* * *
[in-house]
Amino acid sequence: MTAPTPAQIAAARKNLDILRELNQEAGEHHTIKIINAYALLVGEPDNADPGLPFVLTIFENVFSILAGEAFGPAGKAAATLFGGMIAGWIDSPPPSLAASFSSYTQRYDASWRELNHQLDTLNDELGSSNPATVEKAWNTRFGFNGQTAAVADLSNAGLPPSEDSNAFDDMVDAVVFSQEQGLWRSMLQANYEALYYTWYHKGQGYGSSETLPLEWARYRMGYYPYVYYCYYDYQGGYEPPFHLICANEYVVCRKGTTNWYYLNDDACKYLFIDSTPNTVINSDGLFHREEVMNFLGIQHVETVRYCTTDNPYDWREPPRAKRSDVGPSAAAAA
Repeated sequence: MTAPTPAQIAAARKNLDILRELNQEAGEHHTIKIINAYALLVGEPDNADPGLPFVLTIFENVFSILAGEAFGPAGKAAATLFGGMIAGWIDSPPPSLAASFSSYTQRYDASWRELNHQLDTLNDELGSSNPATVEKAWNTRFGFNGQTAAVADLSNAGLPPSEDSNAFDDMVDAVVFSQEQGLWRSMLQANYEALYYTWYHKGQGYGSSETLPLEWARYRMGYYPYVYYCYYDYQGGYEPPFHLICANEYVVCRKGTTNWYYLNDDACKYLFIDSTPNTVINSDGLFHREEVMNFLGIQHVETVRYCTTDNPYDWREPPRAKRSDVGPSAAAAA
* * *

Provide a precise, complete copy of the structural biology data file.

[in-house]
Amino acid sequence: MTAPTPAQIAAARKNLDILRELNQEAGEHHTIKIINAYALLVGEPDNADPGLPFVLTIFENVFSILAGEAFGPAGKAAATLFGGMIAGWIDSPPPSLAASFSSYTQRYDASWRELNHQLDTLNDELGSSNPATVEKAWNTRFGFNGQTAAVADLSNAGLPPSEDSNAFDDMVDAVVFSQEQGLWRSMLQANYEALYYTWYHKGQGYGSSETLPLEWARYRMGYYPYVYYCYYDYQGGYEPPFHLICANEYVVCRKGTTNWYYLNDDACKYLFIDSTPNTVINSDGLFHREEVMNFLGIQHVETVRYCTTDNPYDWREPPRAKRSDVGPSAAAAA
Repeated sequence: MTAPTPAQIAAARKNLDILRELNQEAGEHHTIKIINAYALLVGEPDNADPGLPFVLTIFENVFSILAGEAFGPAGKAAATLFGGMIAGWIDSPPPSLAASFSSYTQRYDASWRELNHQLDTLNDELGSSNPATVEKAWNTRFGFNGQTAAVADLSNAGLPPSEDSNAFDDMVDAVVFSQEQGLWRSMLQANYEALYYTWYHKGQGYGSSETLPLEWARYRMGYYPYVYYCYYDYQGGYEPPFHLICANEYVVCRKGTTNWYYLNDDACKYLFIDSTPNTVINSDGLFHREEVMNFLGIQHVETVRYCTTDNPYDWREPPRAKRSDVGPSAAAAA